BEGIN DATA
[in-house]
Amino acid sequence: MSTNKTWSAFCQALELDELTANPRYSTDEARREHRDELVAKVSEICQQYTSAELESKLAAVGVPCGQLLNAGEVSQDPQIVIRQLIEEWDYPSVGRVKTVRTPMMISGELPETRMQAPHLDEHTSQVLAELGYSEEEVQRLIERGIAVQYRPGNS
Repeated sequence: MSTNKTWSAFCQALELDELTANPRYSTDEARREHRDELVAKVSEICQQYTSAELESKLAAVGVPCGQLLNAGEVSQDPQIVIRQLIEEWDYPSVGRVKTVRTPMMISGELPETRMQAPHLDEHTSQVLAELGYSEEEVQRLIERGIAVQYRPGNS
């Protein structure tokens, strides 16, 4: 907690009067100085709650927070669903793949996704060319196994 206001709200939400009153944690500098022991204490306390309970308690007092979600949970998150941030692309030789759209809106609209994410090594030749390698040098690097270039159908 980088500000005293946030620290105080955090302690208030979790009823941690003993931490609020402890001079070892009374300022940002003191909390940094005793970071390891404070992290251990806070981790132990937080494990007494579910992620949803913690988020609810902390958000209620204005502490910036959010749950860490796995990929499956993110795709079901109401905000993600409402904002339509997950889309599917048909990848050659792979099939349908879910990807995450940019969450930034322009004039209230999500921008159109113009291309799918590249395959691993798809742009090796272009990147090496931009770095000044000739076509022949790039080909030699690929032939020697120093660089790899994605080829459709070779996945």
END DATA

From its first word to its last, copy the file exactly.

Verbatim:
[in-house]
Amino acid sequence: MSTNKTWSAFCQALELDELTANPRYSTDEARREHRDELVAKVSEICQQYTSAELESKLAAVGVPCGQLLNAGEVSQDPQIVIRQLIEEWDYPSVGRVKTVRTPMMISGELPETRMQAPHLDEHTSQVLAELGYSEEEVQRLIERGIAVQYRPGNS
Repeated sequence: MSTNKTWSAFCQALELDELTANPRYSTDEARREHRDELVAKVSEICQQYTSAELESKLAAVGVPCGQLLNAGEVSQDPQIVIRQLIEEWDYPSVGRVKTVRTPMMISGELPETRMQAPHLDEHTSQVLAELGYSEEEVQRLIERGIAVQYRPGNS
């Protein structure tokens, strides 16, 4: 907690009067100085709650927070669903793949996704060319196994 206001709200939400009153944690500098022991204490306390309970308690007092979600949970998150941030692309030789759209809106609209994410090594030749390698040098690097270039159908 980088500000005293946030620290105080955090302690208030979790009823941690003993931490609020402890001079070892009374300022940002003191909390940094005793970071390891404070992290251990806070981790132990937080494990007494579910992620949803913690988020609810902390958000209620204005502490910036959010749950860490796995990929499956993110795709079901109401905000993600409402904002339509997950889309599917048909990848050659792979099939349908879910990807995450940019969450930034322009004039209230999500921008159109113009291309799918590249395959691993798809742009090796272009990147090496931009770095000044000739076509022949790039080909030699690929032939020697120093660089790899994605080829459709070779996945």